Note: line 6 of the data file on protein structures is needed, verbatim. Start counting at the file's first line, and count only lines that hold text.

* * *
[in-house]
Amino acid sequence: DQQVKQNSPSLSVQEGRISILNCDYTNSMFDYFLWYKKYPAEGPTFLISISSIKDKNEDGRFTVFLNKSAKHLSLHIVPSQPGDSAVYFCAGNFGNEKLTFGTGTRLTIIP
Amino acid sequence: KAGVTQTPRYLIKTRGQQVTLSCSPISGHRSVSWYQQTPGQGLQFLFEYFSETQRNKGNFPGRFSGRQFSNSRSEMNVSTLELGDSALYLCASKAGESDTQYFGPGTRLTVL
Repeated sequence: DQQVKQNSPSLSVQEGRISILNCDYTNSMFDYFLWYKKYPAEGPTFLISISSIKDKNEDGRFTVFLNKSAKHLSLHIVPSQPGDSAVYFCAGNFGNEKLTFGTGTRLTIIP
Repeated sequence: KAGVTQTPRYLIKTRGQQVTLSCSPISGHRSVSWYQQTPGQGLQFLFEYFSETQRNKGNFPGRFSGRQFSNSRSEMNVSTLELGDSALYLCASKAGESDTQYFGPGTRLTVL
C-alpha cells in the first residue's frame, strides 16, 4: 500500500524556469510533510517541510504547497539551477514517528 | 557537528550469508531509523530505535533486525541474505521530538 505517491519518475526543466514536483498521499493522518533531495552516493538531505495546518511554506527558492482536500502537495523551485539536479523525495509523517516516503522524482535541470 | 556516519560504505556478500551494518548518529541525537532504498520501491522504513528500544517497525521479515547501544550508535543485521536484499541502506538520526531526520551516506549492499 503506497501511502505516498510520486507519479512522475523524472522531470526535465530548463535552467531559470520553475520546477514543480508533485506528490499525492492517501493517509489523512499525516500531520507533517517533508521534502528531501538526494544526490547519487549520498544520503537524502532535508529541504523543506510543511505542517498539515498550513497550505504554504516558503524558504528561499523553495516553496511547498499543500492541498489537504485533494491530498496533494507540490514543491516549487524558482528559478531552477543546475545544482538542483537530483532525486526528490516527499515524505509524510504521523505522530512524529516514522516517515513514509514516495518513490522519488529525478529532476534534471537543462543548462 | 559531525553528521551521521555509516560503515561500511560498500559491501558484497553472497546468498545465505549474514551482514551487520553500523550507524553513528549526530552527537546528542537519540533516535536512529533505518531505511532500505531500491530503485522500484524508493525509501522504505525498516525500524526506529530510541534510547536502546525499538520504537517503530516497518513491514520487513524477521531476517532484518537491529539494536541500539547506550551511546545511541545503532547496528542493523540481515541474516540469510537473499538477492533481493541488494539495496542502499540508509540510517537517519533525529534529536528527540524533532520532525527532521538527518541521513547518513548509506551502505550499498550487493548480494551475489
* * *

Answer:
C-alpha cells in the first residue's frame, strides 16, 4: 500500500524556469510533510517541510504547497539551477514517528 | 557537528550469508531509523530505535533486525541474505521530538 505517491519518475526543466514536483498521499493522518533531495552516493538531505495546518511554506527558492482536500502537495523551485539536479523525495509523517516516503522524482535541470 | 556516519560504505556478500551494518548518529541525537532504498520501491522504513528500544517497525521479515547501544550508535543485521536484499541502506538520526531526520551516506549492499 503506497501511502505516498510520486507519479512522475523524472522531470526535465530548463535552467531559470520553475520546477514543480508533485506528490499525492492517501493517509489523512499525516500531520507533517517533508521534502528531501538526494544526490547519487549520498544520503537524502532535508529541504523543506510543511505542517498539515498550513497550505504554504516558503524558504528561499523553495516553496511547498499543500492541498489537504485533494491530498496533494507540490514543491516549487524558482528559478531552477543546475545544482538542483537530483532525486526528490516527499515524505509524510504521523505522530512524529516514522516517515513514509514516495518513490522519488529525478529532476534534471537543462543548462 | 559531525553528521551521521555509516560503515561500511560498500559491501558484497553472497546468498545465505549474514551482514551487520553500523550507524553513528549526530552527537546528542537519540533516535536512529533505518531505511532500505531500491530503485522500484524508493525509501522504505525498516525500524526506529530510541534510547536502546525499538520504537517503530516497518513491514520487513524477521531476517532484518537491529539494536541500539547506550551511546545511541545503532547496528542493523540481515541474516540469510537473499538477492533481493541488494539495496542502499540508509540510517537517519533525529534529536528527540524533532520532525527532521538527518541521513547518513548509506551502505550499498550487493548480494551475489